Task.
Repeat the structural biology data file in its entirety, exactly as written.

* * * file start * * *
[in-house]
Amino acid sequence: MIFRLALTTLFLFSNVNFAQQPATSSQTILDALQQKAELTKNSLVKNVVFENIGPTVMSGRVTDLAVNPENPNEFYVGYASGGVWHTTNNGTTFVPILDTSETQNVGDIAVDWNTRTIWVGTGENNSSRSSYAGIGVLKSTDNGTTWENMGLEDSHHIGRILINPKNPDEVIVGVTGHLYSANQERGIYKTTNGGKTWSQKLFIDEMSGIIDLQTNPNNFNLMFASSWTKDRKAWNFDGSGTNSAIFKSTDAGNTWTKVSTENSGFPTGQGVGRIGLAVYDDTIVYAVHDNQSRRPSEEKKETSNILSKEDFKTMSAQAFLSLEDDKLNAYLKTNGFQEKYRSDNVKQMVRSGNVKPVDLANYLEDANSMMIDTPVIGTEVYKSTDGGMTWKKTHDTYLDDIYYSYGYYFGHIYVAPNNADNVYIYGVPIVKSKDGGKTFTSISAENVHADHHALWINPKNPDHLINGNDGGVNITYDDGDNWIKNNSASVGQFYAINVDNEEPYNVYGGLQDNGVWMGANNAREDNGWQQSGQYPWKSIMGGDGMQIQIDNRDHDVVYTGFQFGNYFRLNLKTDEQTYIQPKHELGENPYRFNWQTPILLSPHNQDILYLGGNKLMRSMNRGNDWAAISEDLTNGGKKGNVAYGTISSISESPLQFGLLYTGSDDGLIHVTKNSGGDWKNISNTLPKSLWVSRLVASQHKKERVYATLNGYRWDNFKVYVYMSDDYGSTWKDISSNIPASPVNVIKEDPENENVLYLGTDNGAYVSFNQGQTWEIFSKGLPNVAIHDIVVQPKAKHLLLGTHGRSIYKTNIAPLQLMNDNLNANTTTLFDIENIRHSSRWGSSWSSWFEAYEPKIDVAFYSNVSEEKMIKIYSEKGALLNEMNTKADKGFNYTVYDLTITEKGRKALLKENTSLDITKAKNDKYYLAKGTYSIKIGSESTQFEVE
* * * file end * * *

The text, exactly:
[in-house]
Amino acid sequence: MIFRLALTTLFLFSNVNFAQQPATSSQTILDALQQKAELTKNSLVKNVVFENIGPTVMSGRVTDLAVNPENPNEFYVGYASGGVWHTTNNGTTFVPILDTSETQNVGDIAVDWNTRTIWVGTGENNSSRSSYAGIGVLKSTDNGTTWENMGLEDSHHIGRILINPKNPDEVIVGVTGHLYSANQERGIYKTTNGGKTWSQKLFIDEMSGIIDLQTNPNNFNLMFASSWTKDRKAWNFDGSGTNSAIFKSTDAGNTWTKVSTENSGFPTGQGVGRIGLAVYDDTIVYAVHDNQSRRPSEEKKETSNILSKEDFKTMSAQAFLSLEDDKLNAYLKTNGFQEKYRSDNVKQMVRSGNVKPVDLANYLEDANSMMIDTPVIGTEVYKSTDGGMTWKKTHDTYLDDIYYSYGYYFGHIYVAPNNADNVYIYGVPIVKSKDGGKTFTSISAENVHADHHALWINPKNPDHLINGNDGGVNITYDDGDNWIKNNSASVGQFYAINVDNEEPYNVYGGLQDNGVWMGANNAREDNGWQQSGQYPWKSIMGGDGMQIQIDNRDHDVVYTGFQFGNYFRLNLKTDEQTYIQPKHELGENPYRFNWQTPILLSPHNQDILYLGGNKLMRSMNRGNDWAAISEDLTNGGKKGNVAYGTISSISESPLQFGLLYTGSDDGLIHVTKNSGGDWKNISNTLPKSLWVSRLVASQHKKERVYATLNGYRWDNFKVYVYMSDDYGSTWKDISSNIPASPVNVIKEDPENENVLYLGTDNGAYVSFNQGQTWEIFSKGLPNVAIHDIVVQPKAKHLLLGTHGRSIYKTNIAPLQLMNDNLNANTTTLFDIENIRHSSRWGSSWSSWFEAYEPKIDVAFYSNVSEEKMIKIYSEKGALLNEMNTKADKGFNYTVYDLTITEKGRKALLKENTSLDITKAKNDKYYLAKGTYSIKIGSESTQFEVE